# Meaning of Peskin equation (7.25)

1. Dec 28, 2011

### kof9595995

Equation (7.25)
$$(\displaystyle{\not}p - m)(1 - {\left. {\frac{{d\Sigma }}{{d\displaystyle{\not}p}}} \right|_{\displaystyle{\not}p = m}}) + O({(\displaystyle{\not}p - m)^2})$$
Formally it looks like a Taylor expansion of $\displaystyle{\not}p-m_{0}-\Sigma(\displaystyle{\not}p)$. However it involves a differentiation of a matrix, and what's worse is, he lets $\displaystyle{\not}p=m$, which is impossible because $\displaystyle{\not}p$ is always off-diagonal(peskin uses weyl representaion), while m is diagonal.
The best I can make of this $\displaystyle{\not}p=m$ is that this is just a formal replacement, but then Taylor expansion loses its meaning of "polynomial approximation around the neighbourhood of a point", since $\displaystyle{\not}p$ can never really approach m.

2. Dec 30, 2011

### strangerep

Isn't it just a matter of writing something like $p\!\!\!\!/ - \xi m$, where $\xi$ is some gamma matrix, and then re-expressing the formulas as a limit as $\xi\to 1$? I.e., take the limit at the end of the mass-shift calculation?

IOW, find a convenient way to perform the limit as $p^2\to m^2$, which doesn't have gamma matrix headaches.

3. Dec 30, 2011

### kof9595995

Sorry I can't follow you. What's the meaning of $\xi m$, and how can you let $\xi\to 1$ if $\xi$ is always off diagonal(as you said $\xi$ is one of the gamma matrices)

But I think I am having "gamma matrix headaches" with Peskin's way of doing it.

4. Dec 30, 2011

### kof9595995

Ok, I still don't understand strangerep's argument, but now I find a way, though involved, of understanding this. The idea is to prove that Peskin's formal manipulation actually gives the same result with an ordinary derivation:
The goal is to derive the residue at $p^2=m^2$. Let's start with
$$\frac{1}{\displaystyle{\not}p-m_{0}-\Sigma(\displaystyle{\not}p)}......(*)$$
It's not hard to convince oneself
$$\Sigma\equiv f(p^2) \displaystyle{\not} p -g(p^2)m_0......(1)$$
Thus the pole must be at the solution of
$$m-m_0- [f(m^2) \displaystyle{\not} p -g(m^2)m_0]=0$$
Tidy up a bit:
$$[1- f(m^2)]m-[1-g(m^2)]m_0=0............(2)$$

Now let's see what peskin's formal manipulation gives us:
Eqn (7.26) in the book:
$$Z^{-1}_2=1-\left.\frac{d\Sigma}{d\displaystyle{\not}p}\right|_{\displaystyle{\not}p = m}......(7.26)$$
Sub (1) into (7.26) we get
$$Z^{-1}_2=1-[2p^2f'(p^2)+f(p^2)-2m_0\displaystyle{\not}pg'(p^2)]_{\displaystyle{\not}p=m}=1-f(m^2)-2m^2f'(m^2)+2m_0mg'(m^2)......(3)$$
Notice that a rule is to take $p^2=\displaystyle{\not}p\displaystyle{\not}p$

Now let's see what's the ordinary way of getting the residue:
when $p^2\to m^2$, the propagator behaves like
$$\frac{Z_2(\displaystyle{\not}p+m)}{p^2- m^2}......(4)$$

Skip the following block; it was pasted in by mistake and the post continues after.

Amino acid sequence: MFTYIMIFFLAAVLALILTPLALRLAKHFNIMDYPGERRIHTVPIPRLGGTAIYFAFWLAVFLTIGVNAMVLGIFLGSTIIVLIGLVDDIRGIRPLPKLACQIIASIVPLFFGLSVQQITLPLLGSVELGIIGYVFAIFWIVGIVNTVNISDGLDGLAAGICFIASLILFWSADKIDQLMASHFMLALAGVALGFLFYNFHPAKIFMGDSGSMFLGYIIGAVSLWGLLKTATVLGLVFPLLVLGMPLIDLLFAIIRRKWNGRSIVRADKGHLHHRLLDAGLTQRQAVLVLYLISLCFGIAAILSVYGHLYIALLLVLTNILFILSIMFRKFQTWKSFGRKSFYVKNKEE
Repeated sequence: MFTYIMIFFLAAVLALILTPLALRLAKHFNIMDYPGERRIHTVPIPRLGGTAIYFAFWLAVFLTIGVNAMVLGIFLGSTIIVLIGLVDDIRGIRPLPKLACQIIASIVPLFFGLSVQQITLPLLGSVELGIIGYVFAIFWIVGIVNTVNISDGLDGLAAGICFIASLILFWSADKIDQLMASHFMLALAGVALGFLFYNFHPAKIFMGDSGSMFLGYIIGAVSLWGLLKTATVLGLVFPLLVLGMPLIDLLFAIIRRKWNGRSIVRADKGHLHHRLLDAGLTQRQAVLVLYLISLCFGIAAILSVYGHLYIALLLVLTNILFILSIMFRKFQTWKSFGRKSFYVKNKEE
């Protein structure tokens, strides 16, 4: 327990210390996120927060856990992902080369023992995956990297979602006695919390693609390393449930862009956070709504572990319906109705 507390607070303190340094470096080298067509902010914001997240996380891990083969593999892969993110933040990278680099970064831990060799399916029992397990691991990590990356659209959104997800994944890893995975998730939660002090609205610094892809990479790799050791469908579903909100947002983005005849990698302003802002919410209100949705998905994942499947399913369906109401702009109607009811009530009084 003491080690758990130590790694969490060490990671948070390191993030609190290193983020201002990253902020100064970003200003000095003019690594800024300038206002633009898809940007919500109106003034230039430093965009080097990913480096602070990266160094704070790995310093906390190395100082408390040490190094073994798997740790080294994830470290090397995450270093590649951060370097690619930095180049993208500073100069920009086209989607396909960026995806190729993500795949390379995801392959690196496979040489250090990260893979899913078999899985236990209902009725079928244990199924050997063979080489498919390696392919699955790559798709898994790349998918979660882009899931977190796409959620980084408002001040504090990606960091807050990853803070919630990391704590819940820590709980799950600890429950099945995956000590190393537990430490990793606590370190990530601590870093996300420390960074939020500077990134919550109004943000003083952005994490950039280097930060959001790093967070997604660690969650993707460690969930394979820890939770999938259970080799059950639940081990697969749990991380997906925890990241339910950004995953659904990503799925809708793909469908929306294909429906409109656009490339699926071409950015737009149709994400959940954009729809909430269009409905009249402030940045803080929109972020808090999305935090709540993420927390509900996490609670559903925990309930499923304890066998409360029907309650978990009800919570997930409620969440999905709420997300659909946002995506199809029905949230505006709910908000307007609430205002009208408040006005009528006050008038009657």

So the natural way of solving the problem is to reduce (*) to the form of (4). Sub (1) into (*)
$$\frac{1}{\displaystyle{\not}p-m_{0}-\Sigma(\displaystyle{\not}p)}=\frac{1}{[1-f(p^2)]\displaystyle{\not}p-[1-g(p^2)]m_{0}}=\frac{[1-f(p^2)]\displaystyle{\not}p+[1-g(p^2)]m_{0}}{[1-f(p^2)]^2p^2-[1-g(p^2)]^2m^2_{0}}.......(5)$$
When $p^2\to m^2$, the nominator of (5) will be $$[1-f(m^2)](\displaystyle{\not}p+m)......(6)$$, where (2) is used.
The denominator of (5) will of course tend to 0, to get the first order dependence on $p^2- m^2$ we calculate
$$\mathop {\lim }\limits_{{p^2} \to {m^2}} \frac{[1-f(p^2)]^2p^2-[1-g(p^2)]^2m^2_{0}}{p^2- m^2}=2m^2[f(m^2)-1]f'(m^2)+[1-f(m^2)]^2-2m^2_0[g(m^2)-1]g'(m^2) .......(7)$$
by L'hospital's rule.
Combine (6) and (7) we conclude
$$Z_2=\frac{1-f(m^2)}{2m^2[f(m^2)-1]f'(m^2)+[1-f(m^2)]^2-2m^2_0[g(m^2)-1]g'(m^2)}=\frac{1}{1-f(m^2)-2m^2f'(m^2)+2m_0mg'(m^2)}......(8)$$
where (2) is used again.

And finally we can see (8) is exactly the same with (3). This is a bit tedious and I'm suspecting I've made a big detour to get the conclusion.

5. Dec 30, 2011

### strangerep

Neither do I. :-(

More later...

6. Dec 30, 2011

### strangerep

Let's avoid talking about poles for a moment, and just focus on the Dirac equation:
$$\def\Sp{p\!\!\!\!/} (i\Sp - m)\psi ~=~ 0 ~=~ (i\Sp - m_0 - \delta m)\psi ~.$$
The "m" in such an equation is identified with the physical electron mass. (The business about poles only occurs when we take the formal inverse of the operator on the LHS, i.e., a Green's fn, a.k.a. propagator).

Back to P&S...

They find a propagator [eq(7.23)], i.e.,
$$\frac{i}{\Sp -m_0 - \Sigma(p)}$$
which (in my interpretation) means that
$$\Big(i\Sp - m_0 - \Sigma(p) \Big) \psi ~=~ 0$$
Since $\Sigma(p)$ is a scalar, it can be written in the form
$$A \Sp + B$$
where A and B are functions of $m_0$ and $p^2$.
Substituting, we get
$$0 ~=~ \Big(i\Sp - m_0 - i\Sigma(p) \Big) \psi ~=~ (1-A) \Big( \Sp - \frac{m_0+B}{1-A} \Big) \psi$$
implying (for $A\ne 1$)
$$\Big( \Sp - \frac{m_0+B}{1-A} \Big) \psi ~=~ 0$$
so we interpret the physical mass to be
$$m ~=~ \frac{m_0 + B}{1-A} ~~~\Rightarrow ~ \delta m = m - m_0 = \frac{A m_0 + B}{1-A}$$
Now, in the approximation $\Sigma \approx \Sigma_2$, we see that both A and B are proportional to $\alpha$. [See eq(7.19).] Hence the denominator doesn't contribute if we're only evaluating $\delta m$ to $O(\alpha)$. Therefore,
$$\delta m ~\approx~ Am_0 + B$$
which just happens to be $\Sigma(p)$ evaluated by substituting $\Sp\to m_0$.

[Probably, I've screwed up some factors of $i$ in the above.]

I need to think a bit more about how/whether this still works for higher orders in $\alpha$. It's probably ok because $\Sp$ commutes with everything else in these calculations, and can thus be taken as simply another commutative variables. (There's a whole theory about the calculus of commutative B*-algebras that generalizes ordinary complex analysis, Cauchy integrals, and all that. It probably applies here.)
Maybe I'll say a bit more later.
[Edit: make that "tomorrow". Bedtime now.]

Last edited: Dec 31, 2011